In the news this week, a bill has been introduced to eliminate the NHPRC, the Minnesota Historical Society has closed due to a state shutdown, and Borders bookstores are no more. Then, the negative news continues with teacher performance bonuses being eliminated in New York, a new research report showing low numbers for the humanities, and research libraries facing limited resources. Read on for thoughts on Skype interviews and the expectations of history grad students. Finally, we round up a number of posts on preserving the past: smells from history, archiving the Internet, collecting oral histories, a Spokane History mobile app, an exhibit of U.S.
The major news this week was the death of Osama bin Laden, we link to the Newseum’s newspaper front page archive to examine reactions around the world (see also the front pages from September 12, 2011). In other news, a recent study finds National History Day students outperforming their peers, EDSITEment has a number of new items on their site for May, and the Webby awards recognize the sites of a number of history related organizations. We link to three archives links: an online Nazi-era records database, the papers of environmental activist Ellen Stern Harris, and comic-strip archivist Bill Blackbeard.
In the news this week, the National Library of Medicine announces its student volunteer internship program, teachers add over 1,700 activities in six months to the National Archives DocsTeach site, and the Hagley Museum and Library has digitized Enron documents. Then, read about the benefits of peer review, an interview with Robert Darnton on the Digital Public Library of America, and what conference goers want out of a mobile app. Finally, look back at the first electric car, learn about changes in remembering the Civil War in Charleston, hear the story behind old Australian mug shots, and travel back to 1900s Europe.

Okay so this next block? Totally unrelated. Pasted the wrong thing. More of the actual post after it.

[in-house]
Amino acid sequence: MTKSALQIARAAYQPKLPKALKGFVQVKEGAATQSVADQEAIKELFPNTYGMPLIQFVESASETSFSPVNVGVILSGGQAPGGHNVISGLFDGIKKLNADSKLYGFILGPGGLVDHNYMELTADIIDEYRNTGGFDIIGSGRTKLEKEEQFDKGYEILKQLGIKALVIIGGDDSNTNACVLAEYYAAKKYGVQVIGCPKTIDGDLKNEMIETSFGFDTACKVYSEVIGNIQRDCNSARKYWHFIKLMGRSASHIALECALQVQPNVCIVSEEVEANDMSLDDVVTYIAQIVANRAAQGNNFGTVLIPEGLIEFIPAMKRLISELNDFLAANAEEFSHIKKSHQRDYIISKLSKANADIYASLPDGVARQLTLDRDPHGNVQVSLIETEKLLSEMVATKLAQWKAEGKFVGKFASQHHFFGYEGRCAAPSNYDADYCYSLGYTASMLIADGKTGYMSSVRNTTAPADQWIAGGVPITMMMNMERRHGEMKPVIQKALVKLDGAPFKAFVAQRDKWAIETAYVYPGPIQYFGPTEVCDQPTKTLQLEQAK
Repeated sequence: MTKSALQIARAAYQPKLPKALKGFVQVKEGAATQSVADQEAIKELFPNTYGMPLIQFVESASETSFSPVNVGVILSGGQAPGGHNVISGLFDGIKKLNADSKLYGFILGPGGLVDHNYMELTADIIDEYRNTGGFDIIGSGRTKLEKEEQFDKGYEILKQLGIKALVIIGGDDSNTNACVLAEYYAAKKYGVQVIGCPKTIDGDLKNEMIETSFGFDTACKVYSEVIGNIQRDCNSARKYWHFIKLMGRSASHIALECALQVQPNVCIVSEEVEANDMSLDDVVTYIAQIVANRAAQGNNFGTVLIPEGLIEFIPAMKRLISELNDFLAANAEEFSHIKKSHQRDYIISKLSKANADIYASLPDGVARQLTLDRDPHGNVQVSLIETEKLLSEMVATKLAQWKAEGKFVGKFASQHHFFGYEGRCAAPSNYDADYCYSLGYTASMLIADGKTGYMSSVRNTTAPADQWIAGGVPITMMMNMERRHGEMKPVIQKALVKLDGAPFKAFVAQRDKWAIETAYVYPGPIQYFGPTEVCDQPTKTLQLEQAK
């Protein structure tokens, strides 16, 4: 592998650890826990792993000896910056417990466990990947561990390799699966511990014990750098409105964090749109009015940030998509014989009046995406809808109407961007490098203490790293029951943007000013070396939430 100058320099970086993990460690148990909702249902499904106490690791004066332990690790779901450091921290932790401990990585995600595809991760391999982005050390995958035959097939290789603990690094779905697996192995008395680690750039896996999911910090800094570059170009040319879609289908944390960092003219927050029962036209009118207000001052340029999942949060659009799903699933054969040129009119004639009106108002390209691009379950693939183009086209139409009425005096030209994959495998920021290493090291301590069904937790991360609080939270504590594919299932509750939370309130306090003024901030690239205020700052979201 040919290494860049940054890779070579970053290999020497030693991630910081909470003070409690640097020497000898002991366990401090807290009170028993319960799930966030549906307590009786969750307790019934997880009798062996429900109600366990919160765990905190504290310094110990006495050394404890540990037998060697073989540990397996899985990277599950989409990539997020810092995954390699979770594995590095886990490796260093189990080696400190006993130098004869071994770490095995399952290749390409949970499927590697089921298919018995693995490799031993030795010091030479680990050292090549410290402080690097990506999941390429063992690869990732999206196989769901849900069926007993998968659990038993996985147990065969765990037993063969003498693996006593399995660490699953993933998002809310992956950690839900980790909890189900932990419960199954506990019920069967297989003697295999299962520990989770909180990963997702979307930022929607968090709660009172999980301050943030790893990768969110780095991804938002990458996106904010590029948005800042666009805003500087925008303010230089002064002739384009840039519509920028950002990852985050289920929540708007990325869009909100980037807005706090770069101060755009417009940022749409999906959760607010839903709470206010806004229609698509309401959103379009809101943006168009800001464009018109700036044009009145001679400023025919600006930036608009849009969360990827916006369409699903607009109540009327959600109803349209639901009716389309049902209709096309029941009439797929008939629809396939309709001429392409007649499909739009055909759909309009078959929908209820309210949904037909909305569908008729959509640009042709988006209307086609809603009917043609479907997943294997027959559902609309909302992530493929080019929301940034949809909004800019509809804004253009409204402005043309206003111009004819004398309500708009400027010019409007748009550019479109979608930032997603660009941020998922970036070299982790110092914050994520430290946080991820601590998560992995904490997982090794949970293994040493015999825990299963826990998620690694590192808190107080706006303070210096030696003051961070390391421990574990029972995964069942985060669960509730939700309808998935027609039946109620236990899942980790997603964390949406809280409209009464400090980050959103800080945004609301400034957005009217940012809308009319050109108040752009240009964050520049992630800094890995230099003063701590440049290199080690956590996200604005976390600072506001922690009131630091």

This week we remember Frank Buckles, the last living American veteran of World War I until he passed away less than a week ago. While a government shutdown isn’t news yet, the Washington Post looks back to shutdowns in the past in preparation. Next, we link to two articles this week that advocate for more history education for the public. Then, read about the historical accuracy of recent Oscar films, and consider putting together your own film for a National Library of Medicine contest.
The University of Minnesota’s Travel Fellowship in the History of the Academic Health Center & Health Sciences is intended to promote research on post-World War II developments in academic health centers and health science research using the University of Minnesota Archives. Two fellowships are available per year to interested scholars whose research is well suited to the health science and administrative collections in the university archives. Where possible, preference will be given to early career scholars: graduate students in the research stage of their dissertation and recent PhDs.
In the news this week, historian Tony Judt has passed away at 62, and AHA member Richard Brown chairs the search for the new director of the Office of the Historian in the U.S. House of Representatives. Planning for the new school year? EDSITEment has put together collections of its most used content, and the ArchivesNext blog has picked winners for the Best Archives on the Web awards. Then we look behind the scenes with Dan Cohen on the One Week | One Tool project, learn the state of the e-book, and question Google’s count of all the books in the world.
The AHA recently updated the Directory of History Journals! The Directory has been available for a little over two years and offers an extensive database with links to English-language journals that publish in various fields of history. The database currently includes 393 journals divided by category in alphabetical order. In our recent update of the Directory, we have added new titles and provided new links to some of the journals that were already listed. In the last couple of years, in fact, a few journals have migrated to new presses, while some presses have changed the configuration of their web sites and assigned new links to their journals.
In the news this week, new restrictions and fees for researchers entering the U.S. raises concerns, Marilyn B. Young’s Decolonization lecture is now online, historian Robert N. Proctor continues to deal with Big Tobacco, ICHS gears up for Amsterdam 2010, and Newsweek takes a look at the last decade. On the topic of African American history we bring you two articles: one on Howard University’s Moorland-Spingarn Research Center and the other on BlackPast.org. Then we turn to the archives, looking to forgotten treasures and a turn to the digital.